PTSD Service Dogs
What makes them so special?
For many U.S. military veterans, PTSD service dogs are providing remarkable life-changing benefits. That’s why Dog Chow and our Service Dog Salute program are committed to supporting the care and training of more service dogs for veterans — so that every military hero in need can find a canine hero of their own.
For More Veteran Service Dogs
The number of veterans with “invisible” post-combat injuries like Post-Traumatic Stress Disorder (PTSD), Operational Stress, Mild Traumatic Brain injury (mTBI), Military Sexual Trauma (MST), and major depression is substantial. And these injuries can often have devastating effects on a veteran’s family, work, and interpersonal life.
Thankfully, PTSD service dogs are providing substantial help for veterans even when other therapies could not.
18.2 Million Veterans Live in the U.S.
1 in 3 veterans have some type of substantial post-combat mental health challenge
Approximately 20% Suffer from PTSD
Service Dogs Provide for Veterans with PTSD and Other Post-Combat Challenges
PTSD service dogs are NOT the same as emotional support, therapy, or companion dogs. Like service dogs for the blind, deaf, and physically disabled, PTSD service dogs for veterans must be specifically trained to help their handler perform tasks they cannot otherwise perform on their own.
Approx. 500K Service Dogs Currently On Duty in the U.S.
19% of Service Dogs Trained to Help Owners with PTSD
3 - 12 Tasks
the average a service dog is trained to perform!
The Most Common Skills
of PTSD Service Dogs
Placing body weight on veteran to promote a sense of calm during panic attacks
Recognizing and interrupting harmful behaviors
Waking veteran from upsetting dreams or night terrors
Creating a protective “buffer” to acclimate veteran to crowds and combat hypervigilance
Retrieving medicine or reminding veteran to take medications
Alerting veteran when someone is approaching from behind
Patrolling the perimeter of a room for triggers and threats ahead of the veteran
Turning on lights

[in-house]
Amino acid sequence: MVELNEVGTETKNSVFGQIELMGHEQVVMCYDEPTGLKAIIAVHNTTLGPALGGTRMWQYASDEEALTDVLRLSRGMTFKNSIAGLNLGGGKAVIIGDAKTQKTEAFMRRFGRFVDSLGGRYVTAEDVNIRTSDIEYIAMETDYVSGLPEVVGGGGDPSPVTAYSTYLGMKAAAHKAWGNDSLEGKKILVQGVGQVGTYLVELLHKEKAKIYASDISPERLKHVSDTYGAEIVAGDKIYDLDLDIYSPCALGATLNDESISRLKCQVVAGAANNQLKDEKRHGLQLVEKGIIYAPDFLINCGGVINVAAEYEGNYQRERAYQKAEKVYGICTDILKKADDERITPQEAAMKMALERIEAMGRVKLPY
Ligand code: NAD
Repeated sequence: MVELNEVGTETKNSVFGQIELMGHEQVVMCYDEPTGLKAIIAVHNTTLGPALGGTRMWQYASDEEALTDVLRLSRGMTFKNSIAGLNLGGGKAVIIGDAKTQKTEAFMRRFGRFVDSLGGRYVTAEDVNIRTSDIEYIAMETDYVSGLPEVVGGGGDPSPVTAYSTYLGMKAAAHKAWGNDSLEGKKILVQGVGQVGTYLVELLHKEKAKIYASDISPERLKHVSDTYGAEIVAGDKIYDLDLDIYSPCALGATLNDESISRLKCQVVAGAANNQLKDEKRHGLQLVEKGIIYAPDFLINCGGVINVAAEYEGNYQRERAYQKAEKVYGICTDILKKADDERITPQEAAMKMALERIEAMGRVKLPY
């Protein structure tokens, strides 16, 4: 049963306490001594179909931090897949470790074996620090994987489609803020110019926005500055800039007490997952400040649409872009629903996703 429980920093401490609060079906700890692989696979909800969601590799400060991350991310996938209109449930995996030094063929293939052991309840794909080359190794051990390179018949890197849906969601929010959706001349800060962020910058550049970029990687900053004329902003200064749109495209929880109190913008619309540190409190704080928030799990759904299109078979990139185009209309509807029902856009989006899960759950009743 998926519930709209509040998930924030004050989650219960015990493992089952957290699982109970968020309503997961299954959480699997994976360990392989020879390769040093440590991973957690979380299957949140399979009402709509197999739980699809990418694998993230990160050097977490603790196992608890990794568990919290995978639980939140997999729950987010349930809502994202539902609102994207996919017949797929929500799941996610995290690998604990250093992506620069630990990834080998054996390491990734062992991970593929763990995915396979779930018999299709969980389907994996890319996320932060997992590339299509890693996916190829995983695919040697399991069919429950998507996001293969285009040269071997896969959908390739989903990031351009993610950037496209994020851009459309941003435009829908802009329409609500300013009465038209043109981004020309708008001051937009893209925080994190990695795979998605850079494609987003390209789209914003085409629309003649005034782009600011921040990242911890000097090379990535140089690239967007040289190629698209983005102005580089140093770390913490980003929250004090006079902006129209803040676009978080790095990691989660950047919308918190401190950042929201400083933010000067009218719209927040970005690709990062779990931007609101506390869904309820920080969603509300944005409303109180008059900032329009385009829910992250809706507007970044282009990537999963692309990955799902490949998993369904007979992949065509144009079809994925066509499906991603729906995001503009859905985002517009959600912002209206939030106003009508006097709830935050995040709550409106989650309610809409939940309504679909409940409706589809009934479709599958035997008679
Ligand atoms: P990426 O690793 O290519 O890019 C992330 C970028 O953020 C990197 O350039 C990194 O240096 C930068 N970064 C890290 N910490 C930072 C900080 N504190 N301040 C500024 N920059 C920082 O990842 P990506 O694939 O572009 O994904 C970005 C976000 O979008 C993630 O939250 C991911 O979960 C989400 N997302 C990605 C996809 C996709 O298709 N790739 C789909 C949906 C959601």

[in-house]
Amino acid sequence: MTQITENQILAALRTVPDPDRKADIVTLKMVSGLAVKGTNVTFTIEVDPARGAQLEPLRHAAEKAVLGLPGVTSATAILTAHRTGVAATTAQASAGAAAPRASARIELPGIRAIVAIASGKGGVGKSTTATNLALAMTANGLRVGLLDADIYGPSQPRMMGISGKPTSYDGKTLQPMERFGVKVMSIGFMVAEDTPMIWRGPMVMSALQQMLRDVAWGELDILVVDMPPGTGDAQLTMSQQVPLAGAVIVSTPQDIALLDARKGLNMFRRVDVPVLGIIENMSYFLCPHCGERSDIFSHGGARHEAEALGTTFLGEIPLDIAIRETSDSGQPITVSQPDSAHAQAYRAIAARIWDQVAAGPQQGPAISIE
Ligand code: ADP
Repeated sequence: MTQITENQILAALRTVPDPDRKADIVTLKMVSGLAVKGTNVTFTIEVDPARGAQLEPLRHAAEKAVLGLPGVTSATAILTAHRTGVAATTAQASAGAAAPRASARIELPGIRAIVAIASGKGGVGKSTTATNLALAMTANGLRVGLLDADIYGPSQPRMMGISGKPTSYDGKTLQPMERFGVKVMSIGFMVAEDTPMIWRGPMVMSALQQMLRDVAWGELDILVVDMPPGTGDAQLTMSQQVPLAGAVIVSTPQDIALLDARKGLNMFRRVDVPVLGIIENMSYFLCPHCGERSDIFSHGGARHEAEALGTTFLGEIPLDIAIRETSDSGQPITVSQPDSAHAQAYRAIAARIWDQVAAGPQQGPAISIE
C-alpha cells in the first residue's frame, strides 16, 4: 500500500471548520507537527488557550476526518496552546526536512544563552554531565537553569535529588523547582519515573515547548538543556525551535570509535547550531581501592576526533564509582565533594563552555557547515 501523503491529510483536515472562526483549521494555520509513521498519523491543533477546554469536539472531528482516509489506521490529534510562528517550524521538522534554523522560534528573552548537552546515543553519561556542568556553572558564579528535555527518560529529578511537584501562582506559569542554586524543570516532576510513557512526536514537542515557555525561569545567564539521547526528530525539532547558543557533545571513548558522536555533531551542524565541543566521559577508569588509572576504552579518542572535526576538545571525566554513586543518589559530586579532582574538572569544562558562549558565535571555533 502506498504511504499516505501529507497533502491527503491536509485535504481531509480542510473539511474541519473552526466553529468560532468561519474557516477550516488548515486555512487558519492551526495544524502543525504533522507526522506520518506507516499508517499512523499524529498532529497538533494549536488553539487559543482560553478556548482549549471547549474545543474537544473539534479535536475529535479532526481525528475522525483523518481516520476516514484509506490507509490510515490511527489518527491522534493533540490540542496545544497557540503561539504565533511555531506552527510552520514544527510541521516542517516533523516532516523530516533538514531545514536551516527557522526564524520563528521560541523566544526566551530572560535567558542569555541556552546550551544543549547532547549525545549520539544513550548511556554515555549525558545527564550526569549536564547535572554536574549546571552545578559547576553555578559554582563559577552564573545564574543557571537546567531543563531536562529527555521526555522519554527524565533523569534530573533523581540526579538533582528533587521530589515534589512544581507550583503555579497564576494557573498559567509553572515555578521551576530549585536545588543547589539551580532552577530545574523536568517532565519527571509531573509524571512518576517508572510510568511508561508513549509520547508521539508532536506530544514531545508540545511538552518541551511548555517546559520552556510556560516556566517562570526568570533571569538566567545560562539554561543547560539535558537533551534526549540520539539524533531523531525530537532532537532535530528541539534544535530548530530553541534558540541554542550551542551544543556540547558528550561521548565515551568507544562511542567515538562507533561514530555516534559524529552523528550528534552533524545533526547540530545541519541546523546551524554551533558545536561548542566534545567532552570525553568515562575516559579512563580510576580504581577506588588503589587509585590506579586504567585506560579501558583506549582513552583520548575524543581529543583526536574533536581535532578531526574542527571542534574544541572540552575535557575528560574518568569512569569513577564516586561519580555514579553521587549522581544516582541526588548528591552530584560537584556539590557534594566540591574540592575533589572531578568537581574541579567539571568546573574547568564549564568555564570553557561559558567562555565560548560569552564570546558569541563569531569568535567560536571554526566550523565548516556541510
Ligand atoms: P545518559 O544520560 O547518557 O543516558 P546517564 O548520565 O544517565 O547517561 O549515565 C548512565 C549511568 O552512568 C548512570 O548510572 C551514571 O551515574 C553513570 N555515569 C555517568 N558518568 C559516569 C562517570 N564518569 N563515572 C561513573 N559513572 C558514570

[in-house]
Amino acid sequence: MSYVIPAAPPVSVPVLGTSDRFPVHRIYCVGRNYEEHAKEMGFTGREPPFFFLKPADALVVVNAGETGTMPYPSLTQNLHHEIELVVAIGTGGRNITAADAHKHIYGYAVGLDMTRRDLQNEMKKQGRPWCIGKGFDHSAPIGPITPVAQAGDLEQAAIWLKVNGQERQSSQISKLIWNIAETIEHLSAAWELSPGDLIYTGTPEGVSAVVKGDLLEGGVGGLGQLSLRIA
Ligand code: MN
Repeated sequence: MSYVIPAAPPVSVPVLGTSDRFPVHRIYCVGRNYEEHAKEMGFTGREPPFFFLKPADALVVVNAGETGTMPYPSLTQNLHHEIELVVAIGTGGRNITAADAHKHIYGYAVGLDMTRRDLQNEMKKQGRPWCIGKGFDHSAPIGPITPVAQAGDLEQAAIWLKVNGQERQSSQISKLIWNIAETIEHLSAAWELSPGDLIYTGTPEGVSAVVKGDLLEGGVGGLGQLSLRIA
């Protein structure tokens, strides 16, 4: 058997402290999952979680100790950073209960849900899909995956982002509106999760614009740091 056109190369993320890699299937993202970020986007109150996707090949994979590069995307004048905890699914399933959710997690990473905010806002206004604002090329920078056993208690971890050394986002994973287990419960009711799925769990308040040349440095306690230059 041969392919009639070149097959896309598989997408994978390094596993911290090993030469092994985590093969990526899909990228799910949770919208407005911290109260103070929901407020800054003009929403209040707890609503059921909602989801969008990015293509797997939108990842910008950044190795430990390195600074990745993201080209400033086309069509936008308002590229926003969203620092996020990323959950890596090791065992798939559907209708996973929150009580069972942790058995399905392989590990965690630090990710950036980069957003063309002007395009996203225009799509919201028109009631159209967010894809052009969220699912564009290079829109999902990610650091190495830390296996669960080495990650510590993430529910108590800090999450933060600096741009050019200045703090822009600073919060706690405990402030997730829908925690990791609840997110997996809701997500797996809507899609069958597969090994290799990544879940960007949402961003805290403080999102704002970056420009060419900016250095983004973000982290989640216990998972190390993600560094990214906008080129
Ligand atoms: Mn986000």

Creating an excuse to leave (often by nudging) during tense social situations
Reteaching emotions such as love and affection
The Resources to Train
Service Dogs for Veterans with PTSD
An Average of 1.5 - 2.5 Years of Training
$20K - $50K Cost to Train & Place a Service Dog
18 months of dog food and treats
Hotel expenses for veterans during training and home visits
Veteran therapist expenses, workshop expenses, and class supplies
18 months of specialized training
18 months of veterinarian expenses and parasite preventative
Veteran meals during placement program
18 months of grooming and grooming supplies
Crates, bed, and toys
of Service Dogs for Veterans with PTSD and Other Post-Combat Challenges
Some of the demonstrable benefits of PTSD service dogs for veterans include:
- Ability to recognize and better cope with symptoms
- Greater self-sufficiency
- Decreased reliance on prescription drugs
- Confidence to return to work or school
- Reduced anxiety and stress
- Lowered cortisol levels over longer periods
- Reduced hypervigilance
- Strengthened family relationships
- Improved sleep
- Increased confidence to be in public
- Restored sense of daily purpos
that is Preventing More Service Dogs for Veterans with PTSD
Less than 1% of Individuals in Need Receive a Service Dog
While the benefits are substantial, the ease in getting a service dog is not. In fact, not even 1% of applicants in need of a service dog are able to receive one in a given year.
Factors that make it difficult for a veteran to get a PTSD service dog:
to train service dogs
to train service dogs
of service dog benefits for PTSD
associated with mental health issues
to provide ongoing care for service dog
That’s Why Purina® Dog Chow®
is on a mission to support the care and training of more service dogs so that every veteran in need can benefit from this life-saving bond.
Since 2018, Dog Chow has donated over one million dollars to help support the care and training of more service dogs for veterans with PTSD and other post-combat challenges.
U.S. Department of Veteran Affairs
Department of Veterans Affairs Fast Facts. CNN. Updated March 25, 2020. https://www.cnn.com/2014/05/30/us/department-of-veterans-affairs-fast-facts/index.html
Invisible Wounds of War: Psychological and Cognitive Injuries, Their Consequences, and Services to Assist Recovery. RAND Center for Military Health Policy Research. https://www.rand.org/content/dam/rand/pubs/monographs/2008/RAND_MG720.pdf
Operation Delta Dog. https://www.operationdeltadog.org. May 28, 2020.
Grace, Kea. 10 Things You Probably Don’t Know About Service Dogs. Anything Pawsable. September 5, 2016. https://www.anythingpawsable.com/national-service-dog-month-10-facts-service-dogs
How Companion Dogs Help Veterans with PTSD. Disabled Veteran Empowered Network. Visited May 30, 2020. https://dven.org/vetsrally4vets/?gclid=Cj0KCQjwzZj2BRDVARIsABs3l9IakOV8pKPY6ofKMijKUdz1UPDxG1-yfuSeOSqkaQYmApB07zFocSUaAm2xEALw_wcB
Johnson, Morieka. 6 Lesser-Known Facts About Service Dogs. June 19, 2018.
U.S. Department of Justice, Civil Rights Division, Disability Rights Section
Got Your Six Support Dogs. https://gotyoursixsupportdogs.org/service-dogs
Trainer, Mark. Service Dogs Save Lives. Share America. September 30, 2016.
Boyce, Dan. Advocates Say VA Is Taking Too Long To Assign Service Dogs To Vets. NPR Morning Edition. November 11, 2019. https://www.npr.org/2019/11/11/778158792/advocates-say-va-is-taking-too-long-to-assign-service-dogs-to-vets